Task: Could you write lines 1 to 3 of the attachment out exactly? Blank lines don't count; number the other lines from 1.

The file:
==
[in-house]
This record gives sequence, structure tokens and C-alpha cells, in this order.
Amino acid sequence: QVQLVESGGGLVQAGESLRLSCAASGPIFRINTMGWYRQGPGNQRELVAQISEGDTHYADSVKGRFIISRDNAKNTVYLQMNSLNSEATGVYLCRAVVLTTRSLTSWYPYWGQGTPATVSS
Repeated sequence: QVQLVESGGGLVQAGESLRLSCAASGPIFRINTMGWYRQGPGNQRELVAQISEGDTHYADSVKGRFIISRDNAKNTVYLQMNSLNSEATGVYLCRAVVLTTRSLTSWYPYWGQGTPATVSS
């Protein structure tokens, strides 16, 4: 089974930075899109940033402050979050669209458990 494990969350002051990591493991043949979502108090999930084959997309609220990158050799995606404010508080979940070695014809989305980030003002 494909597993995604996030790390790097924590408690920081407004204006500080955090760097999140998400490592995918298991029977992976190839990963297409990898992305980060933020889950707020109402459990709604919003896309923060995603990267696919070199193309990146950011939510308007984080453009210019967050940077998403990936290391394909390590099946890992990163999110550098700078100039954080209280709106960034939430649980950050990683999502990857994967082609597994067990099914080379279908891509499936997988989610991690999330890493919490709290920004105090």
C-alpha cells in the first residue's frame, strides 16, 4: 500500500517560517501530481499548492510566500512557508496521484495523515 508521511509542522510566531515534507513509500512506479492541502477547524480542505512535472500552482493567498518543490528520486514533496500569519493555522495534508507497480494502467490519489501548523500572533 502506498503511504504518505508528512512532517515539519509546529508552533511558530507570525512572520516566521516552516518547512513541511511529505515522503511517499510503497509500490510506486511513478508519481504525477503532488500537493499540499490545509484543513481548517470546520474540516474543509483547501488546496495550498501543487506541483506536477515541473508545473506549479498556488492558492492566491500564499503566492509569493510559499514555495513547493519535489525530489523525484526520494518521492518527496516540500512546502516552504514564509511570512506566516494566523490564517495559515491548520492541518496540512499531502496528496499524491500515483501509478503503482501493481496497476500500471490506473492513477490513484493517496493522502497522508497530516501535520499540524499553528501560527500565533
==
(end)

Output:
[in-house]
This record gives sequence, structure tokens and C-alpha cells, in this order.
Amino acid sequence: QVQLVESGGGLVQAGESLRLSCAASGPIFRINTMGWYRQGPGNQRELVAQISEGDTHYADSVKGRFIISRDNAKNTVYLQMNSLNSEATGVYLCRAVVLTTRSLTSWYPYWGQGTPATVSS